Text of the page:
MONDAY, Oct. 23, 2006 (HealthDay News) -- Drinking more than three glasses of red wine a week reduced the incidence of abnormal growths and cancers of the intestinal tract by two-thirds, a new study found.
White wine did not have the same protective effect, said study author Dr. Joseph C. Anderson, an assistant professor of medicine at the State University of New York at Stony Brook.
"I generally advise against drinking, but if you're going to drink, drink red wine," Anderson said.
The findings were expected to be presented Monday at the American College of Gastroenterology's annual meeting, in Las Vegas.
Anderson's study included 1,741 people seen in his office -- 245 red wine drinkers, 115 white wine drinkers, and 1,381 wine abstainers. Of the red wine drinkers, 176 had three or more glasses a week, as did 68 of the white wine drinkers.
The incidence of colorectal neoplasia -- cancers and polyps that can become cancerous -- was 9.9 percent in the abstainers, 8.8 percent in the three-glass-or-more white wine drinkers, and 3.4 percent in the three-glass-or more red wine drinkers, a 68 percent reduction for that group, Anderson reported.
His is the latest in a series of studies that have found red wine consumption associated with a reduced risk of various forms of cancer -- leukemia, breast and prostate among them -- in animal studies or real life. Like many of the other researchers, Anderson attributes the beneficial effect to the compound resveratrol, which is found under the skin of grapes.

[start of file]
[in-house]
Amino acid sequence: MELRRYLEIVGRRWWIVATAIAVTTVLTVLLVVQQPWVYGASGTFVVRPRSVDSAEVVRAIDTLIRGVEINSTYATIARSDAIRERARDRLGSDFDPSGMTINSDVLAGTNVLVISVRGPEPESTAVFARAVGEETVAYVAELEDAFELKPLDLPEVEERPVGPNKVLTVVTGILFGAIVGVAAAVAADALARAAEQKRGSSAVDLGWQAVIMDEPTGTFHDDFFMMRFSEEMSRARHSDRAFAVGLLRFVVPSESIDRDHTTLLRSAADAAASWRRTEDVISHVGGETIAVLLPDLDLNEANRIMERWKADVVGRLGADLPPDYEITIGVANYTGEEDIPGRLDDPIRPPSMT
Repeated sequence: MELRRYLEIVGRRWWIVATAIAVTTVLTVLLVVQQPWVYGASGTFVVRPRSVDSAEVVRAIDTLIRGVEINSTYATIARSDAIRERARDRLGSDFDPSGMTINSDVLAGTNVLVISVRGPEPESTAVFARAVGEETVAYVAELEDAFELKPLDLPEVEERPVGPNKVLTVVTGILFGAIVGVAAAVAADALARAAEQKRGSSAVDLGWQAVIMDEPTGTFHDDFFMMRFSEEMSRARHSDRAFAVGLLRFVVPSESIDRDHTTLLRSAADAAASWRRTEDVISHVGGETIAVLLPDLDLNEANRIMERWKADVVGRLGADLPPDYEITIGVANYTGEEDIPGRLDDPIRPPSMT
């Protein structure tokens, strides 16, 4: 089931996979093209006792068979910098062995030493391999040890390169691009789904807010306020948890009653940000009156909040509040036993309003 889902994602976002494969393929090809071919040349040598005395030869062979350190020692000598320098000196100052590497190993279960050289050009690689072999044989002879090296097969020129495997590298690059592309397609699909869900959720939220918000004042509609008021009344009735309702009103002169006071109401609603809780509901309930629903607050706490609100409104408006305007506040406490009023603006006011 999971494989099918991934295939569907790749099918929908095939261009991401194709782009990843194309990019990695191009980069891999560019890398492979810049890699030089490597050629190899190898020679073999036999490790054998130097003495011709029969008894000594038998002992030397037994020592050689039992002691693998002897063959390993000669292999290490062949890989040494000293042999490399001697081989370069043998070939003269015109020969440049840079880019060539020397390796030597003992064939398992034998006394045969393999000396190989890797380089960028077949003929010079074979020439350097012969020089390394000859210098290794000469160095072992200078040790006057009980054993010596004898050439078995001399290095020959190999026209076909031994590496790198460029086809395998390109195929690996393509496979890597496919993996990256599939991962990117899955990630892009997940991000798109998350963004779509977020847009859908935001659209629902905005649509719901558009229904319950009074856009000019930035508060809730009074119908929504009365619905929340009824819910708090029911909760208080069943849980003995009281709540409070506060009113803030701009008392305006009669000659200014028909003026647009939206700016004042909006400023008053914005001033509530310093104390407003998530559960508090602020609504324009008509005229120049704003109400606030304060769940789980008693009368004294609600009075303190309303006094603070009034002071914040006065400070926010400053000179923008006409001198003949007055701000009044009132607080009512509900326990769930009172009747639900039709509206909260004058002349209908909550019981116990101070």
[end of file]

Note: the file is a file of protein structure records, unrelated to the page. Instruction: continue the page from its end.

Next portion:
Resveratrol content is higher in red than white wine because the grape skins are removed early in the fermentation process for white wines, Anderson said. The skins stay on longer when red wine is made, allowing resveratrol to enter the wine.
But that might not be the whole story, said Gopi Paliyath, a plant agriculture professor at the University of Guelph in Ontario, Canada, who has done studies that found a protective effect from red wine against breast cancer.
Resveratrol is a member of the chemical family called polyphenols, many of which are found in red wine, Paliyath said. "It may be a combined action, not only one particular component doing something," he said.
And a study done by one of his students added a potentially different element to the mix -- chemicals found in the oak barrels in which wine is made. They may leak out of the oak into the wine and act in conjunction with the polyphenols, he said.
Whatever the cause of the protective effect, Anderson said he advises people against taking up the wine habit for health reasons.
"People are better off going out exercising than hoping that a glass of wine will help them," he said. "My bias is more toward other things, like running or biking."
But, Anderson noted, his observation is that "wine drinkers are more likely to do those things."
For more on red wine and cancer prevention, visit the U.S. National Cancer Institute.